Statue of Abraham Lincoln in Lincoln Square, © Keith Edkins
* It is the eternal struggle between these two principles — right and wrong — throughout the world. 

They are the two principles that have stood face to face from the beginning of time, and will ever continue to struggle. 

The one is the common right of humanity and the other the divine right of kings. 

It is the same principle in whatever shape it develops itself. 

It is the same spirit that says, ‘You work and toil and earn bread, and I’ll eat it.’ 

No matter in what shape it comes, whether from the mouth of a king who seeks to bestride the people of his own nation and live by the fruit of their labor, or from one race of men as an apology for enslaving another race, it is the same tyrannical principle.”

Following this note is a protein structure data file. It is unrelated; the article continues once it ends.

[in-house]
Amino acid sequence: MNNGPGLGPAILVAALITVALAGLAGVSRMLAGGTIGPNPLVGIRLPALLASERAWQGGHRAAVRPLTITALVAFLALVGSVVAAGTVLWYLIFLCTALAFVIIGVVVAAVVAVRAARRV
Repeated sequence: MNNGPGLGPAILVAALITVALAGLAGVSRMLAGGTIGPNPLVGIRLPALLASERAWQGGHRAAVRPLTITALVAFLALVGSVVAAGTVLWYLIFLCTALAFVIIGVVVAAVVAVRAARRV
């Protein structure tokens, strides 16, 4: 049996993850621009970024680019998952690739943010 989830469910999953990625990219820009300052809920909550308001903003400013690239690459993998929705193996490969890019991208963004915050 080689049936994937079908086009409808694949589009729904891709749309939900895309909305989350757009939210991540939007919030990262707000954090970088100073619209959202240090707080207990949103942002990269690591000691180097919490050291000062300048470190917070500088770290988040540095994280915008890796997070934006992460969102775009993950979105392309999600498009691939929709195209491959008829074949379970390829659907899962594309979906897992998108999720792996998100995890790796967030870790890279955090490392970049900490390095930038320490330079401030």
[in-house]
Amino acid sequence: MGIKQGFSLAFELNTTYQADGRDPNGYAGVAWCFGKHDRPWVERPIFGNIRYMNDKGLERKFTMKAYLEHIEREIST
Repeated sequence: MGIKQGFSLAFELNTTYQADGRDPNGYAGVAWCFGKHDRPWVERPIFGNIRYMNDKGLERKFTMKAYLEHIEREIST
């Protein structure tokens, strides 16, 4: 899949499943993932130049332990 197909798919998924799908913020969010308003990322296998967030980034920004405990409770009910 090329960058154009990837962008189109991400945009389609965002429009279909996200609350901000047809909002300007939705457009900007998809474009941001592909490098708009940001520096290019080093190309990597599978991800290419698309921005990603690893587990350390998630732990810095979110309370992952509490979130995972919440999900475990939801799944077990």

Lincoln speaking in a debate with Stephen Douglas at Alton, Illinois, on October 15, 1858 on what constituted tyranny.

** Recognition of the South, Liverpool Mercury Thursday September 10th 1863
***Watts, John, The Facts of the Cotton Famine page 131 google edition page 152

****The protest began on March 19th 1863, and lasted through till Monday March 23rd, two companies of Hussars had been sent from Manchester and the Riot Act was read, followed by armed patrol of foot soldiers with fixed bayonets. 80 were arrested, Ibid Watts, John, The Facts of the Cotton Famine page 265-276 google edition page 286-296

Pictures; Cotton Famine, in 1863, 10056, 10038, courtesy of Manchester Libraries, Information and Archives, Manchester City Council, newspaper cutting from The Liverpool Mercuey, 1863, and Photograph of Abaraham Lincoln, © Keith Adkins
Brick works, corner of Longford Road and Manchester Road, A H